Welcome to European Tribune. It's gone a bit quiet around here these days, but it's still going.
I AM prone to overoptimism ;-)

And maybe I talk out of the top of my hat. I've never lived in the US, but been on extended movie production visits quite a few times up to about '86. And I have quite a few ex-pat US friends in Scandinavia.

Perhaps Europe is more of a 'forgive and forget' area, with far more cultural turmoi, and that has lead to the sort of robustness that comes from intellectual diversity. We Europeans have done, and are still doing, terrible things to each other at the SE edges (and elsewhere).

It is looked upon now more as hooliganism - we don't like it, we don't understand it, but since these people come out of the same 'system' as us, then we have some responsibility also. Does this make sense? I am not trying to put any bi-polarity into it - it is a nuance of difference between US and EU. It could also be about pride.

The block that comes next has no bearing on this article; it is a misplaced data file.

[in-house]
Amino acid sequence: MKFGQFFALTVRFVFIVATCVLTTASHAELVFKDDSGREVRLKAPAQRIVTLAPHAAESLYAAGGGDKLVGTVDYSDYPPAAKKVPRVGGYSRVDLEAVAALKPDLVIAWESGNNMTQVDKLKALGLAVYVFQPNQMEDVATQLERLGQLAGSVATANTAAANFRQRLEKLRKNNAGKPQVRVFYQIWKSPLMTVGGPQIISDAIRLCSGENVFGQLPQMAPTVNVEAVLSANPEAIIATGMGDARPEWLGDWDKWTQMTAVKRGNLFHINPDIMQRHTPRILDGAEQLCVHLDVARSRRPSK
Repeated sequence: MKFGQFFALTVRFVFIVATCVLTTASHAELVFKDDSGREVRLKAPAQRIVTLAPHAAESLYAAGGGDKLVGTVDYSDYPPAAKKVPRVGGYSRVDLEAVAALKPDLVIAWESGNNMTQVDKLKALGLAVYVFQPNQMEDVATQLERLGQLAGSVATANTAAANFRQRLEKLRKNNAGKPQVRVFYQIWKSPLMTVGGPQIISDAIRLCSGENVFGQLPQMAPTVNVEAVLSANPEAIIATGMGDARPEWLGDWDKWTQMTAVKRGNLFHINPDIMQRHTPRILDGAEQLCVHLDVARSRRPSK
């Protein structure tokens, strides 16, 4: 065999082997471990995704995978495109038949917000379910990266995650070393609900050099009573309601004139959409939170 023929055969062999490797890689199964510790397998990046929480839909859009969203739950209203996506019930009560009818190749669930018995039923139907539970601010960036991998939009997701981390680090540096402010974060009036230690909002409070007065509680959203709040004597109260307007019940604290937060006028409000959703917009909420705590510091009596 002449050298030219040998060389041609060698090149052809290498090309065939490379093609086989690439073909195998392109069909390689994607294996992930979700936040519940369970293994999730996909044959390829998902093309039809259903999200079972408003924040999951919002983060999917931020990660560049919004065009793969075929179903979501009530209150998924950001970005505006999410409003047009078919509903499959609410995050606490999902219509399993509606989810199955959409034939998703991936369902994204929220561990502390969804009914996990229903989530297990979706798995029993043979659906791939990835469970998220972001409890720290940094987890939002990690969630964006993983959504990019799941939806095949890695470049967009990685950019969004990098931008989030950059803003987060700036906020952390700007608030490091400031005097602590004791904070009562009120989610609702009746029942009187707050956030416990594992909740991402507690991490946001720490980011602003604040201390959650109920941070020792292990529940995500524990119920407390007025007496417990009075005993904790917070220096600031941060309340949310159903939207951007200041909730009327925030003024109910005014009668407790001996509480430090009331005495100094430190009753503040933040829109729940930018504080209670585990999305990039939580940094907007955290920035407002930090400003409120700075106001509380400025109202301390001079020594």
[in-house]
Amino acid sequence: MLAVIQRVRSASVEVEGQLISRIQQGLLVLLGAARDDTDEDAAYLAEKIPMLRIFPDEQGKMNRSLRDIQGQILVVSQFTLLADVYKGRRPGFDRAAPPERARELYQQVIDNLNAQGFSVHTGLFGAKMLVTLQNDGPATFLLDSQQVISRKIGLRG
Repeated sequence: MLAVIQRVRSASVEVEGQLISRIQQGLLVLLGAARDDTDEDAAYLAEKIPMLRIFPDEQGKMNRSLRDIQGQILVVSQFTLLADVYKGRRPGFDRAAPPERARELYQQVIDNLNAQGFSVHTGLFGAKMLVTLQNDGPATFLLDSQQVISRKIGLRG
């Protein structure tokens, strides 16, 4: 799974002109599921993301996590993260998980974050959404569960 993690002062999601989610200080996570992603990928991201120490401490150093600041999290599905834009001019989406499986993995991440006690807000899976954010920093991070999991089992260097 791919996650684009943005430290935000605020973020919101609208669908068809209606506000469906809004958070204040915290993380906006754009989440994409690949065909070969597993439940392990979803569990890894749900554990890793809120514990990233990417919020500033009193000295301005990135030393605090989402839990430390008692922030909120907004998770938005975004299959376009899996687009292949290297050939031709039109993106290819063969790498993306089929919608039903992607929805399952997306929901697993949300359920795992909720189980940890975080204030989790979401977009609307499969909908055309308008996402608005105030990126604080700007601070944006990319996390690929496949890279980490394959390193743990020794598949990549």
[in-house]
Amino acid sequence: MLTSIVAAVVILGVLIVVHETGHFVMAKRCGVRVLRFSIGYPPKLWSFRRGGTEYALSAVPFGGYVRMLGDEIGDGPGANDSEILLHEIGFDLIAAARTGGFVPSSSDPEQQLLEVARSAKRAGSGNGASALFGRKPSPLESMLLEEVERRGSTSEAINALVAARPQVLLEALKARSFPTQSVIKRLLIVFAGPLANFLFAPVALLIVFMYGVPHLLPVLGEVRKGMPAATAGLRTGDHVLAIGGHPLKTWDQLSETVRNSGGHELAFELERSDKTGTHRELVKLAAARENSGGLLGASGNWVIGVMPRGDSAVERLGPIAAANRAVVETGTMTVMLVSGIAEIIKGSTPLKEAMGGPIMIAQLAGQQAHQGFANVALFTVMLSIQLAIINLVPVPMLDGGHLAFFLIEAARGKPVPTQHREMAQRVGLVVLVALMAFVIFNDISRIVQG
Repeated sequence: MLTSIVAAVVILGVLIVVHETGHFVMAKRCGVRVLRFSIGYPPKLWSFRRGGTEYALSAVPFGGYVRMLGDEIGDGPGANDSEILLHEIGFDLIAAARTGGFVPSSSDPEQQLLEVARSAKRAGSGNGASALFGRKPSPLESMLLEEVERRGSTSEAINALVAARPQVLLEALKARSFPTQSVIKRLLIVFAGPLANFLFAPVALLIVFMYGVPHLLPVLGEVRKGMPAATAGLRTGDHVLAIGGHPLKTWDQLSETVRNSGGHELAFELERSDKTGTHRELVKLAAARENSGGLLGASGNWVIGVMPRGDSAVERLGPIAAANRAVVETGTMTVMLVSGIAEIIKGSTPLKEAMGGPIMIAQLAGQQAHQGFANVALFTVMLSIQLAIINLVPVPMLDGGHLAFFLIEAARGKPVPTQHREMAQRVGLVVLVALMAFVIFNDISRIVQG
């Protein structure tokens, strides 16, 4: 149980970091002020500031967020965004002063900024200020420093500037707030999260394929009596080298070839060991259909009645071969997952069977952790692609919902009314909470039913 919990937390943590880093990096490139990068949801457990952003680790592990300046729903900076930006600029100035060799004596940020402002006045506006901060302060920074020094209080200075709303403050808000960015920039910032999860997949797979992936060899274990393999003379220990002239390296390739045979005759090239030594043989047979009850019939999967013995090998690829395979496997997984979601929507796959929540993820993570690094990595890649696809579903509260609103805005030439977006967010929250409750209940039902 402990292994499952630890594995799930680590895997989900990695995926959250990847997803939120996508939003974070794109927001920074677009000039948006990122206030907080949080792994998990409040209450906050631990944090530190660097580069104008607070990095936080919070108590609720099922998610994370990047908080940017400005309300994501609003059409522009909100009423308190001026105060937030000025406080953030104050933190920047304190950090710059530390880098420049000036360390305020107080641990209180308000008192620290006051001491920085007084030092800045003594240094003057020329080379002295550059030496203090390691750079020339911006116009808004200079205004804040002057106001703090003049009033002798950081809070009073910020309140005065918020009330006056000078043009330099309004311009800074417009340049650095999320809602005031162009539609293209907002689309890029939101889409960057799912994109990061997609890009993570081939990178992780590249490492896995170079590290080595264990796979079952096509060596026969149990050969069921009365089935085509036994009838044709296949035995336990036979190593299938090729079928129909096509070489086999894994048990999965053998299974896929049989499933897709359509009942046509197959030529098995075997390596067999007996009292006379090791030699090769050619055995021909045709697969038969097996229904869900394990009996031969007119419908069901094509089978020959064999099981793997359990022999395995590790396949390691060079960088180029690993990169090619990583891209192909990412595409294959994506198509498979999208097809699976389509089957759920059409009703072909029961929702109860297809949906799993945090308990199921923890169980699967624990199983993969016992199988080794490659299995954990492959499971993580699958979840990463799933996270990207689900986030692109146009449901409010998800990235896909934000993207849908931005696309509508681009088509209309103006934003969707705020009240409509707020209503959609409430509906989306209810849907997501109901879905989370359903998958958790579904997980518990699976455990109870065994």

By and large, imo, Europeans are not very proud of Europe as an entitiy. "It's OK, but it could be so much better" There is an acceptance that it is not the greatest thing since sliced bread. It is however, better than what has gone before. We can all agree that we have just had too much fighting.

I have the sense that this feeling is not prevalent in the US - the feeling that the current US is better than what went before. The cosmetic pride that you see everywhere in the US presents a classic Bateson double-bind when contrasted with a perceived failure of progress.

Everyone on this planet is motivated to greater effort by the feeling that things are getting better. This is the sub-text of all Bush speeches. But they also have to actually GET better, otherwise the effort fades.

You can't be me, I'm taken

by Sven Triloqvist on Tue Aug 14th, 2007 at 04:24:43 PM EST
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